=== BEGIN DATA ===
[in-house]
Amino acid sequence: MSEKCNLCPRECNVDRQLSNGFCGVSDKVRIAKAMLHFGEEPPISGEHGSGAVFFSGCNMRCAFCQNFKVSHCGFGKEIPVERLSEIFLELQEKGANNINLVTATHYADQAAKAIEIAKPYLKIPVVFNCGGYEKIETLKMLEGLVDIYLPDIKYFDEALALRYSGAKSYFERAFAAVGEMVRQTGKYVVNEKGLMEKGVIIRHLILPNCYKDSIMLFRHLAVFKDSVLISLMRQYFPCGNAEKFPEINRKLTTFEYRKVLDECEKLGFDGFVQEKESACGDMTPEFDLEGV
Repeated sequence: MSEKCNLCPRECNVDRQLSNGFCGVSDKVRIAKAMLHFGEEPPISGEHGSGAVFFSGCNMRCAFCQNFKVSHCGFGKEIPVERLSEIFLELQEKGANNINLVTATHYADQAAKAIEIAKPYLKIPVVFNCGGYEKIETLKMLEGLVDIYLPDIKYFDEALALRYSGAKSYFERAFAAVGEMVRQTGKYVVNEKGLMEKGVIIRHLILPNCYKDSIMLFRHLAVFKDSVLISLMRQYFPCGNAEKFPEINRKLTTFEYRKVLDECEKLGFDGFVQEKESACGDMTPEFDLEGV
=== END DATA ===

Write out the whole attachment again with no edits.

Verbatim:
[in-house]
Amino acid sequence: MSEKCNLCPRECNVDRQLSNGFCGVSDKVRIAKAMLHFGEEPPISGEHGSGAVFFSGCNMRCAFCQNFKVSHCGFGKEIPVERLSEIFLELQEKGANNINLVTATHYADQAAKAIEIAKPYLKIPVVFNCGGYEKIETLKMLEGLVDIYLPDIKYFDEALALRYSGAKSYFERAFAAVGEMVRQTGKYVVNEKGLMEKGVIIRHLILPNCYKDSIMLFRHLAVFKDSVLISLMRQYFPCGNAEKFPEINRKLTTFEYRKVLDECEKLGFDGFVQEKESACGDMTPEFDLEGV
Repeated sequence: MSEKCNLCPRECNVDRQLSNGFCGVSDKVRIAKAMLHFGEEPPISGEHGSGAVFFSGCNMRCAFCQNFKVSHCGFGKEIPVERLSEIFLELQEKGANNINLVTATHYADQAAKAIEIAKPYLKIPVVFNCGGYEKIETLKMLEGLVDIYLPDIKYFDEALALRYSGAKSYFERAFAAVGEMVRQTGKYVVNEKGLMEKGVIIRHLILPNCYKDSIMLFRHLAVFKDSVLISLMRQYFPCGNAEKFPEINRKLTTFEYRKVLDECEKLGFDGFVQEKESACGDMTPEFDLEGV